Sunday, January 14, 2007

What? Transparency?


gitmo-prisoners01
Originally uploaded by R/C Kites.
So, you want a little transparency, eh?

My former school mate, and now deputy assistant secretary of defense for detainee affairs, Cully Stimson, announced to the world last week that the detainee facility at Guantanamo is one of the most transparent places on the planet.

Er, what was that?

Just because more than two thousand journalists representing 500 media outlets have made the trek to Gitmo doesn't mean it's actually transparent. It just means we know it's there. Which, of course, is more than we could say before, and is still more than we can say about the CIA detention facilities the administration is not really wiling to admit to.

Sorry; once again, I digress.

Here is my question: if Gitmo truly were transparent, what would that look like?

I have a few ideas, which I'll share in a moment, but first, how would we accomplish this? Here's my suggestion: Assuming that Mr. Stimson doesn't get canned on Tuesday morning, after enjoying a long weekend with his family, the deputy assistant secretary announces that he will commission a panel of "transparency experts" to make recommendations on how to actually make Gitmo transparent while safeguarding information which is truly best kept secret. This bi-partisan committee, made up of experts from a spectrum of backgrounds who really know what transparency is (beyond being able to spell it or use it in a sentence) would have two months to meet and prepare their recommendations, which the deputy assistant secretary would then work to implement. On the committee, I'd recommend we see someone from the International Red Cross, someone from Amnesty International, a past Secretary of State, perhaps a former President, a senior fellow from Transparency International, a couple of academics (say someone from one of the war colleges and someone from Harvard or Stanford or the like), someone from the American Bar Association, a senior federal judge or retired judge, and a one or two other people who really know transparency. And, I'd say Admiral Thad Allen, too, since he seems to know about transparency in a government setting; although, yes, he does have a few other responsibilities running at the moment. Lock them in a room together and let them figure out what transparency at Gitmo ought to really look like. And then do it.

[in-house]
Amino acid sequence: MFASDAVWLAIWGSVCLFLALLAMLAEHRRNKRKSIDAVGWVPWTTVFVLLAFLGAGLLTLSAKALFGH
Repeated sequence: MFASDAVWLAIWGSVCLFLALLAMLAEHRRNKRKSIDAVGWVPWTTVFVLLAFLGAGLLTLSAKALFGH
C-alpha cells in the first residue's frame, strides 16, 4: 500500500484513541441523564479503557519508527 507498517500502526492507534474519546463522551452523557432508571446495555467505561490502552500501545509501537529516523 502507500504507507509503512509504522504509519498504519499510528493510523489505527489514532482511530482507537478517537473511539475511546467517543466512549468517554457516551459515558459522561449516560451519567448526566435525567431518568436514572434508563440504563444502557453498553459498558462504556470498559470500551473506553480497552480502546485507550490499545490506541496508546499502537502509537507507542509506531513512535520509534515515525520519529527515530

What would transparency look like if I were in charge? Here are a few ideas that I thought up over lunch. Several of them are suggestions from my son Elliot (he's just nearly three; please forgive him):
  • A full accounting & list of all detainees, which would include, at a minimum, their names, birthdays, citizenship, information on the dates/places/circumstances of detention/capture.
  • Onsite, permanent, oversight by representatives of the International Red Cross and Red Crescent, to include access to the detainees.
  • Access to reporters by the detainees; conversations between reporters and detainees would be monitored by the government (Yeh, I know... but I'm will to give 'em this one.
  • Live webcam of common access areas of the camp.
  • Release of all transcripts of judicial and military law proceedings held at Gitmo, and elsewhere.
  • International oversight, perhaps by the UN or the IRC, of the care and feeding of detainees.
  • All detainees be granted full access to their attorneys, both military and civilian attorneys.
  • Oversight provided by the Judicial Branch of the Federal Government.
And, yes, although it's not in the realm of transparency, I'd like to see the right to habeas corpus returned to the detainees.

Another couple of questions to you, the reader:

1. Do you know of any of these transparency efforts currently being made?

2. What would you do?

3. What do you think the administration's next step is?

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